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Nikon lense recommendation

Discussion in 'Photography' started by jcka, Jul 5, 2012.

  1. Jul 5, 2012 at 9:02 PM
    #1
    jcka

    jcka [OP] Active Member

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    Seeking info for a lense for my D80. If I had to have one lense, what would it be? Something that is all purpose...
     
  2. Jul 5, 2012 at 9:08 PM
    #2
    Bennett707

    Bennett707 Yeti Hunter

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    55-200mm VR imo
     
  3. Jul 5, 2012 at 9:20 PM
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    NetDep

    NetDep Well-Known Member

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    This is a very tough issue. Kind of like a one gun or favorite food. So much depends on what it is you like to shoot - I always say let your needs drive your gear and not just get gear for the sake of gear - or a great deal - or because your buddy shoots one and it's cool. That said - I tend to shoot larger mammals and really like larger birds in flight (we have a great winter eagle season here) and my goto lens (I am a Canon shooter but Nikon has one as well) is a 70-200 f/2.8. This lense rarely comes off my camera - it is fast and has a very verstile focal range. It also takes a teleconverter which still gives you a constant f/4.

    If price is no - or little - object that is a great all around lens. You can do decent sports, model and a lot of animal shooting with it. Not sure if you are familiar with it - but for Nikon shooters - this is a good resource: (he does have some ego and not all like him but there is some good info)

    http://www.kenrockwell.com/

    The lens mentioned:

    http://www.kenrockwell.com/nikon/70-200mm-ii.htm

    Sorry if I missed the boat - but you kind of left it open ended. Just remember - like so many say - "bodies come and go - glass is forever" - buy the best lens you can afford - you will change bodies far more than good glass and it is cheaper to buy once now than three times later -- I have done all of that - and have some of the junk in junk drawers to prove it!!

    Happy snapping!!!!
     
  4. Jul 5, 2012 at 9:28 PM
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    cmack

    cmack Impeach Chris4x4!

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    Depends on what you wanna use it for. If it's just random pics, and no serious photography, I'd say pick yourself up an 18-55mm and a 55-200mm. Both are affordable, and you probably already have the 18-55mm. Should cover your general needs with having an ability for a wide range.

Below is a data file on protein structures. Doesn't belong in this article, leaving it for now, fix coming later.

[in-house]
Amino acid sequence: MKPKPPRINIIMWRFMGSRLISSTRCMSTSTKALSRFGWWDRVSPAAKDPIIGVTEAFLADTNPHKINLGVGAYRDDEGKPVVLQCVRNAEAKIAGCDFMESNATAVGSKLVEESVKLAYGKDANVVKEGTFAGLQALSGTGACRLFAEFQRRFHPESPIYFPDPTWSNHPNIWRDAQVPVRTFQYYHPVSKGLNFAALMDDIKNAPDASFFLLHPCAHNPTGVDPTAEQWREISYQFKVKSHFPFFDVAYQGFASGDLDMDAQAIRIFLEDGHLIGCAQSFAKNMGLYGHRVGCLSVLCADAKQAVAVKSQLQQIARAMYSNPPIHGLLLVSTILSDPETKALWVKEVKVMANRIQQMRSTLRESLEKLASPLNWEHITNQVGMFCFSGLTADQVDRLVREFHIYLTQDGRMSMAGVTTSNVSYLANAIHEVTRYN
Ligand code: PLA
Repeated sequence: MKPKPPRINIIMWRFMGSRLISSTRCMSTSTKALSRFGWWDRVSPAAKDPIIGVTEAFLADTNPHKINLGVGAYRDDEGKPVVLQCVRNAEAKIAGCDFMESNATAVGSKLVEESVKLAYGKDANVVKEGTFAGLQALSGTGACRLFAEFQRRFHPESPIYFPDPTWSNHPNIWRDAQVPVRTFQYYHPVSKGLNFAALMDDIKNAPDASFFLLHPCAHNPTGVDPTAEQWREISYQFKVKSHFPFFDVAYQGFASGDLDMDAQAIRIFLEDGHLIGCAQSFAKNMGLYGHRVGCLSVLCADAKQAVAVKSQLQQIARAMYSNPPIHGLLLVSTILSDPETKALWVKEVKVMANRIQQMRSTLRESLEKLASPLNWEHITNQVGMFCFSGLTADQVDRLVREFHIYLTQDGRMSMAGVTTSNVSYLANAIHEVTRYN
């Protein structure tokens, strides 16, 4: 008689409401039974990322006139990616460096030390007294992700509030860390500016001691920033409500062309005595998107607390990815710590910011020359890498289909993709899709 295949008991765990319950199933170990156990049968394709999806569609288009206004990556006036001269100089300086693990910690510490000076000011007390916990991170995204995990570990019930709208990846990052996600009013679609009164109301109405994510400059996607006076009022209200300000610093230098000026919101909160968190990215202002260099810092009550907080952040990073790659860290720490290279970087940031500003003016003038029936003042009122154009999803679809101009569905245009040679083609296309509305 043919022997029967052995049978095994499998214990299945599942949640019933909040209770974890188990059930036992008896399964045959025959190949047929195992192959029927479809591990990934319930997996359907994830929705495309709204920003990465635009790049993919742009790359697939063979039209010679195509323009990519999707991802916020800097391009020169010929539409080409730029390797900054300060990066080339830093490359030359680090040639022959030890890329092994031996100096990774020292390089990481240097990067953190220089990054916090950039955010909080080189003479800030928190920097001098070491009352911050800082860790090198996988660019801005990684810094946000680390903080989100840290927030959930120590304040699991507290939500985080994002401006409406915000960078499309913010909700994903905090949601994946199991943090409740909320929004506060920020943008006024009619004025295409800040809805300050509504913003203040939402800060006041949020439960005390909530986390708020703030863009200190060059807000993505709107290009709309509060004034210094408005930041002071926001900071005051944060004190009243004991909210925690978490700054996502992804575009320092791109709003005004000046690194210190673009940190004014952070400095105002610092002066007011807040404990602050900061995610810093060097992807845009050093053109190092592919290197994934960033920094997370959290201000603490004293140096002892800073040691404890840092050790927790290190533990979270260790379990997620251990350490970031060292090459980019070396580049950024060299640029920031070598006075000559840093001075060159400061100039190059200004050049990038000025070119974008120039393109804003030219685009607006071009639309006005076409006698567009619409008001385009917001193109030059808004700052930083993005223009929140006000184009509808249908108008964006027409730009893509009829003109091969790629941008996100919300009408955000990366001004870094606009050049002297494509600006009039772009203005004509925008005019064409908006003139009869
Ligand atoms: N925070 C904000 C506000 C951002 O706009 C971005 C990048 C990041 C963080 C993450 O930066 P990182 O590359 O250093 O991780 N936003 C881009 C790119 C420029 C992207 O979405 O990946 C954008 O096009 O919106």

5. Jul 5, 2012 at 9:34 PM
    #5
    6spd

    6spd Well-Known Member

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    Do you know what range you like? If short and wide, tamron 17-50mm 2.8, if a little longer I'd suggest a sigma 24-70mm. I cant recommend anything longer that isnt inexpensive.

    Im under the impression that you are on a budget, correct?
     
  6. Jul 5, 2012 at 9:35 PM
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    l1tech

    l1tech Well-Known Member

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    The 18-200VR or VRll is the perfect all around lense. Great for most all shots. A little pricey , but worth it.
     
  7. Jul 5, 2012 at 9:44 PM
    #7
    MrGrimm

    MrGrimm Mall Crawler

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    For the beginner wanting some great pictures, look at 50mm 1.8. For your everyday average lens, an 18-200 is a great choice. A lot (including myself) of guys that bought a body with this kit lens often sell this lens for a good price. If money is no object, then a Nikon 24-70 would be ideal. Then again, it all depends on what kind of shooting you do.
     
  8. Jul 5, 2012 at 9:49 PM
    #8
    jcka

    jcka [OP] Active Member

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    Thanks everyone, I appreciate the quick responses. To clarify, I have the two lenses the camera came with (a kit with 18-55 and 55-200). They seem to be basic lenses.

    I'm getting ready to go on a road trip to Yellowstone and hope to find a lense I can use for great scenery and wildlife shots as well as the customary family shots.

    I'm new to photography and am learning as I go. I'm willing to spend enough for a great lense that will last a long time, but not willing to spend an arm and a leg.
     
  9. Jul 5, 2012 at 9:51 PM
    #9
    offroadwonder

    offroadwonder Well-Known Member

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    Lest we forget the fixed lenses. My favorite lens is my 35mm f/1.8. It was relatively cheap so I'm not afraid to use it, it is fast enough to avoid a lot of flash situations, and it is light.

    Of course you have to be willing to move around a lot more when you aren't using a zoom lens. But it makes you very conscious of your framing.

    But as others have said, it comes down to what you like to shoot. A fixed lens would be a terrible choice for the kind of use that NetDep was describing.
     
  10. Jul 5, 2012 at 9:51 PM
    #10
    cmack

    cmack Impeach Chris4x4!

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    Nifty 50 (50mm f1.8)

    or 35mm f1.8

    I personally LOVE my 35mm

    They are both prime lenses, meaning that you can't zoom, it's fixed.

    Honestly, you're best to learn the current lenses you have. It comes down to the person behind the viewfinder, so you CAN do a lot with the lenses you've got, even though they seem basic.